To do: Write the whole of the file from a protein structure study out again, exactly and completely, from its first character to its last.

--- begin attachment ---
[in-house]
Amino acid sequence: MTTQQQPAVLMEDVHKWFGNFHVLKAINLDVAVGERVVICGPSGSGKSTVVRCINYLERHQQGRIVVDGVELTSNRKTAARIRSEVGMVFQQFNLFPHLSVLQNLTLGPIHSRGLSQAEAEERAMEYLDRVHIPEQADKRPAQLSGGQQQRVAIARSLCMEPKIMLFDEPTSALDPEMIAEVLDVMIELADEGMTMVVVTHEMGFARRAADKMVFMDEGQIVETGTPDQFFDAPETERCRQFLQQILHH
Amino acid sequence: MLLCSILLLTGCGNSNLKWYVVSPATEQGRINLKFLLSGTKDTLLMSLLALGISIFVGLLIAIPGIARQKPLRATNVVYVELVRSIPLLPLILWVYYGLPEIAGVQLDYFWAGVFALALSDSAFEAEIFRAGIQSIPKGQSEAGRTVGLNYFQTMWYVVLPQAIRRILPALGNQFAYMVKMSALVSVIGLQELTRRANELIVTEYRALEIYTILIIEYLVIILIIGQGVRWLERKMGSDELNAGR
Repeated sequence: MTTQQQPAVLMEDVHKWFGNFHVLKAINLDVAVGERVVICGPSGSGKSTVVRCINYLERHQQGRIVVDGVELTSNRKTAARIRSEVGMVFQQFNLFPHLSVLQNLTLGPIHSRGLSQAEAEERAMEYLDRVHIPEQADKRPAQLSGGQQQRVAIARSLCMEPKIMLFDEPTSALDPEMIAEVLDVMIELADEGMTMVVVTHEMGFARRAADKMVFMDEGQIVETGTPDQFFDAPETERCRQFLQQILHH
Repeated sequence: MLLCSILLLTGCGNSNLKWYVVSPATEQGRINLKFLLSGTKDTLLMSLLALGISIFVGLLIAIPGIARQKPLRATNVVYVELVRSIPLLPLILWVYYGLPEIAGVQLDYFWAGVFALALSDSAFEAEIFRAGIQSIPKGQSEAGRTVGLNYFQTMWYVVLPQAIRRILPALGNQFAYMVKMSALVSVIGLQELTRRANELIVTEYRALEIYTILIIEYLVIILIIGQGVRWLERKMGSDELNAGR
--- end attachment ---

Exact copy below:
[in-house]
Amino acid sequence: MTTQQQPAVLMEDVHKWFGNFHVLKAINLDVAVGERVVICGPSGSGKSTVVRCINYLERHQQGRIVVDGVELTSNRKTAARIRSEVGMVFQQFNLFPHLSVLQNLTLGPIHSRGLSQAEAEERAMEYLDRVHIPEQADKRPAQLSGGQQQRVAIARSLCMEPKIMLFDEPTSALDPEMIAEVLDVMIELADEGMTMVVVTHEMGFARRAADKMVFMDEGQIVETGTPDQFFDAPETERCRQFLQQILHH
Amino acid sequence: MLLCSILLLTGCGNSNLKWYVVSPATEQGRINLKFLLSGTKDTLLMSLLALGISIFVGLLIAIPGIARQKPLRATNVVYVELVRSIPLLPLILWVYYGLPEIAGVQLDYFWAGVFALALSDSAFEAEIFRAGIQSIPKGQSEAGRTVGLNYFQTMWYVVLPQAIRRILPALGNQFAYMVKMSALVSVIGLQELTRRANELIVTEYRALEIYTILIIEYLVIILIIGQGVRWLERKMGSDELNAGR
Repeated sequence: MTTQQQPAVLMEDVHKWFGNFHVLKAINLDVAVGERVVICGPSGSGKSTVVRCINYLERHQQGRIVVDGVELTSNRKTAARIRSEVGMVFQQFNLFPHLSVLQNLTLGPIHSRGLSQAEAEERAMEYLDRVHIPEQADKRPAQLSGGQQQRVAIARSLCMEPKIMLFDEPTSALDPEMIAEVLDVMIELADEGMTMVVVTHEMGFARRAADKMVFMDEGQIVETGTPDQFFDAPETERCRQFLQQILHH
Repeated sequence: MLLCSILLLTGCGNSNLKWYVVSPATEQGRINLKFLLSGTKDTLLMSLLALGISIFVGLLIAIPGIARQKPLRATNVVYVELVRSIPLLPLILWVYYGLPEIAGVQLDYFWAGVFALALSDSAFEAEIFRAGIQSIPKGQSEAGRTVGLNYFQTMWYVVLPQAIRRILPALGNQFAYMVKMSALVSVIGLQELTRRANELIVTEYRALEIYTILIIEYLVIILIIGQGVRWLERKMGSDELNAGR